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Johnsonburg’s Michael Shuey Set to Throw Javelin in Group A of the Qualifiers Tuesday at 8:05 P.M. EDT

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TOKYO – Johnsonburg’s Michael Shuey will be a part of Group A in the Olympic Men’s Javelin qualifying competition Tuesday, Aug. 3.

Qualifier Group A  ListQualifier Group B List

Shuey’s group throws at 8:05 p.m. Eastern Daylight Time or at 9:05 a.m. Wednesday, Aug. 4, in Japan.

Group B will throw at 9:35 p.m. EDT Aug. 3 or 10:35 a.m. Aug. 4 in Japan.

Each group consists of 16 throwers with each thrower getting three attempts. To advance to the finals, which are being held at 7 a.m. EDT Saturday, Aug. 7 (8 p.m. Japan time the same day) a thrower must throw 83.50 meters or finish with one of the best 12 throws.

Shuey enters the competition with the ninth-best throw this season having tossed 85.67 a couple of weeks ago at an invitational at East Stroudsburg. That throw is also Shuey’s personal best, although it ranks much lower among the competitors’ personal-best throws at 24th.

Shuey is trying to become the first United States javelin thrower to qualify for the Olympic finals since Breaux Greer finished 12th in 2004 in Athens. Greer was also 12th in Sydney in 2000.

The last American to finish in the Top 10 in the event was Tom Puksyts, who was eight in 1996 at the Atlanta Games. Michael Barnett finished seven at Barcelona in 1992 with Puksyts taking 10th while TGom Petranoff was 10th and Duncan Atwood 11th in 1984 in Los Angeles.

William Schmidt is the last US thrower to medal taking the bronze in 1972 in Munich. Sam Colson holds the highest American finish since then taking fifth in 1976 in Montreal. Fred Luke was also eight in 1972.

The odds-on-favorite to win the event is Germany’s Johannes Vetter, who has the top throw in the field this year at 96.29 meters and the top personal-best throw as well at 97.76 meters. Vetter is also in Group A in the qualifying round.

Three additional throwers have cracked over 90 meters in their career, although two of them have failed to break 80 meters this year.

Trinidad & Tobago’s Keshorn Walcott has a personal best of 90.16 and has the third-best throw this year at 89.12 behind only Vetter and Poland’s Marcin Krukowski, whose 89.55 meters this year is his personal best.

Walcott won the Bronze medal five years ago in Rio (85.38 meters) and the was Gold Medal winner (84.58 meters) in 2012 in London.

Walcott and Krukowski are both throwing in Group B.

Kenya’s Julius Yego (92.72 meters) and Chinese Taipei’s (Taiwan) Chao-Tsun Cheng (91.36 meters) have both broken 90 meters in their careers but neither has a throw nearly that far this year with Yego’s best throw being 75.58 meters and Chengy’s being 73.22 meters seeding them as the 31st and 32nd throwers in the 32-thrower field based on this year’s throws.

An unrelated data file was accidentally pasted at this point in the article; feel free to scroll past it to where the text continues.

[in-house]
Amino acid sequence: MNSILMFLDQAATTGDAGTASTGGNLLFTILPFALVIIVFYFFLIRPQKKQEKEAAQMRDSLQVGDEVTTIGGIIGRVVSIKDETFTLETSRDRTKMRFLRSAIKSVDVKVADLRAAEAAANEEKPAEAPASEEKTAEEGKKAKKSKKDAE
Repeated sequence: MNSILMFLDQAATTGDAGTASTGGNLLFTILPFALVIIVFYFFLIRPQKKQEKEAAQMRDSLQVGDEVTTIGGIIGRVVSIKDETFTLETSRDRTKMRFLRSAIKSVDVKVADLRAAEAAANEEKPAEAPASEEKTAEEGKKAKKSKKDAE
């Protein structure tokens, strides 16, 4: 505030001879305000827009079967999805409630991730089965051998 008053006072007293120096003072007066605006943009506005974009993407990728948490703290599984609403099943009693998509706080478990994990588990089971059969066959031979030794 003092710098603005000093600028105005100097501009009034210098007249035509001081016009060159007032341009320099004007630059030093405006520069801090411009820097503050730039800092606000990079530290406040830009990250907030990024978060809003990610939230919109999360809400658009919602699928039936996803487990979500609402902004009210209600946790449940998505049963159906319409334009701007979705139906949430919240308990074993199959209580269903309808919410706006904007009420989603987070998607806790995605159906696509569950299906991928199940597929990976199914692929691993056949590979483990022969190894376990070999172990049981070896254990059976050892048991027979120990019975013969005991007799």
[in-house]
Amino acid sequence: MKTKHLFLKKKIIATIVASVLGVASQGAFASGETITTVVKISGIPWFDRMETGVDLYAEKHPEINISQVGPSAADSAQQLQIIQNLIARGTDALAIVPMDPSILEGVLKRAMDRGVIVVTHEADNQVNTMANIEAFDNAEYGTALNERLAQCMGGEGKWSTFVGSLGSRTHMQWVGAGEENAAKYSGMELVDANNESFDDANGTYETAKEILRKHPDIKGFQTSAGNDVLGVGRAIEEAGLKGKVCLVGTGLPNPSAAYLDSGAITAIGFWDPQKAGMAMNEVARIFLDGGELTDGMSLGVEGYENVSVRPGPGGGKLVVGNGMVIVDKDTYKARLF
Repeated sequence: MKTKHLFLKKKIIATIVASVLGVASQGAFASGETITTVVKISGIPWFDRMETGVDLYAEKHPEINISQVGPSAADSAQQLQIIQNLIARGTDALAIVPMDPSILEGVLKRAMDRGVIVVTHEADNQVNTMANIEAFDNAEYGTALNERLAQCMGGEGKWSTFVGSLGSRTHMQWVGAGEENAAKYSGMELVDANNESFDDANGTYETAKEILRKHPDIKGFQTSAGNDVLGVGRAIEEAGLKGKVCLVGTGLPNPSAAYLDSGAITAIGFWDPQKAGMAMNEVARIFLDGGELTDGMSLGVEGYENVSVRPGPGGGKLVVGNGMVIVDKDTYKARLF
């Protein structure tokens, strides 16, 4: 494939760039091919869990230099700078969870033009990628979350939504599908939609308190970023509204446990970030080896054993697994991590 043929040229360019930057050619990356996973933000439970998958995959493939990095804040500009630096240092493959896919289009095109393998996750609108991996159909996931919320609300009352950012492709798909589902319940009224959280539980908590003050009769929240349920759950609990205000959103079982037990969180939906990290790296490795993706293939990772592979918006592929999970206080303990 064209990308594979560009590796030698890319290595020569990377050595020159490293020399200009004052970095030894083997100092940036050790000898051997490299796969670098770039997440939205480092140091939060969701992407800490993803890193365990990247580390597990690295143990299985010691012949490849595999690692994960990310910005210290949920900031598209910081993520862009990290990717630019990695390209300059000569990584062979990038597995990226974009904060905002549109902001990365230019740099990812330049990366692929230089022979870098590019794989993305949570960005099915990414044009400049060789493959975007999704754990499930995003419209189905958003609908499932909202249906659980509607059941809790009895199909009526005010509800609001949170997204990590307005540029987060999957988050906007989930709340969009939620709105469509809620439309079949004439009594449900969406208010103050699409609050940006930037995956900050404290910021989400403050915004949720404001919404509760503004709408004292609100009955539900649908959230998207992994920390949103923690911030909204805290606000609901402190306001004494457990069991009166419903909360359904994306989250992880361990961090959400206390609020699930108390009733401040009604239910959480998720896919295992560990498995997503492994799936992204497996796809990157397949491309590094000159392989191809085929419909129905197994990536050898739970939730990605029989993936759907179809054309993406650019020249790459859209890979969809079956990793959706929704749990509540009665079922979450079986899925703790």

Yego was the Silver medalist in 2016 at Rio (88.24 meters).

Both Yego and Cheng are throwing in Group B.

Germany’s Thomas Rohler won the gold in Rio with a toss of 90.30 meters.

The other five throwers with better tosses this year than Shuey are India’s Neeraj Chopra (88.07, personal best), Latvia’s Gatis Cakss (87.57, personal best), Moldova’s Andrian Mardare (86.66, personal best), Pakistan’s Arshad Nadeem (86.38, personal best), and South Africa’s Rocco van Rooyen (85.97, personal best).

Chopra, Cakss, and van Rooyen are all throwing in Group A with Mardare and Nadeem throwing in Group B.

There are four additional throwers who have tossed over 85 meters this year including Belarus’ Aliaksei (85.1 meters; personal best is 86.05 meters) and Pavel Mialeshka (85.06, personal best), Chinese Taipei’s Shih-Feng Huang (85.03; personal best is 86.64), and Finland’s Toni Kuusela (85.03, personal best).

Mialeshka, Huang, and Kuusela are all throwing in Group A with Katkavets throwing in Group B.

The field, though, is loaded with throwers capable of throwing over 86 meters.

Egypt’s Ihab Abdelrahman has thrown a career-best 89.21 meters, although his best this year is just 83.88 meters. He is in Group A.

The Czech Republic’s Jakub Vadlejch also has a career-best throw of 89.73 meters, although he enters having thrown only 82.32 meters this season. He is also in Group A.

Lithuania’s Edis Matusevicius (89.17 meters) and Germany’s Bernhard Seifert (89.06) have also eclipsed 89 meters in their careers, although Matusevicius comes in with a year-best throw of 83.53 meters and Seifert with a year-best toss of only 81.28 meters. Matisevicius is in Group A and Seifert is in Group B.

Germany’s Julian Weber (88.29 meters career; 84.95 meters this year) and Finland’s Oliver Helanders (88.02 meters career; 80.82 meters this year) have both gone over 88 meters in their careers with both throwing in Group B, while Grenada’s Anderson Peters (87.31 meters career, 83.46 meters this year) is also in Group B.

Three additional throwers have gone over 86 meters in their career led by Sweden’s Kim Amb (86.49 meters). He is joined by Romania’s Mihaita Alexandru Novac (86.37 meters) and India’s Shivpal Singh (86.23 meters) as 86-plus meter career throwers. Amb’s best throw this year is only 79.72 meters with Novac checking in at 81.31 meters and Singh at 81.63 meters. Amb and Novac are in Group A with Singh in Group B.

The only other American in the field is Curtis Thompson, who is in Group B. Thompson’s best throw is 82.88 meters and his best this season is 82.78 meters. Thompson won the US Trials in Oregon.

NOTES – Fans should be able to watch all of Shuey’s throws live by downloading the NBC Sports app. The app has been showing individual events live via streaming … A watch party is tentatively planned for the Johnsonburg Fire Hall as well. More information on that will be available after 4 p.m. Tuesday. Check out Joyce Melatto’s Facebook page for more details.

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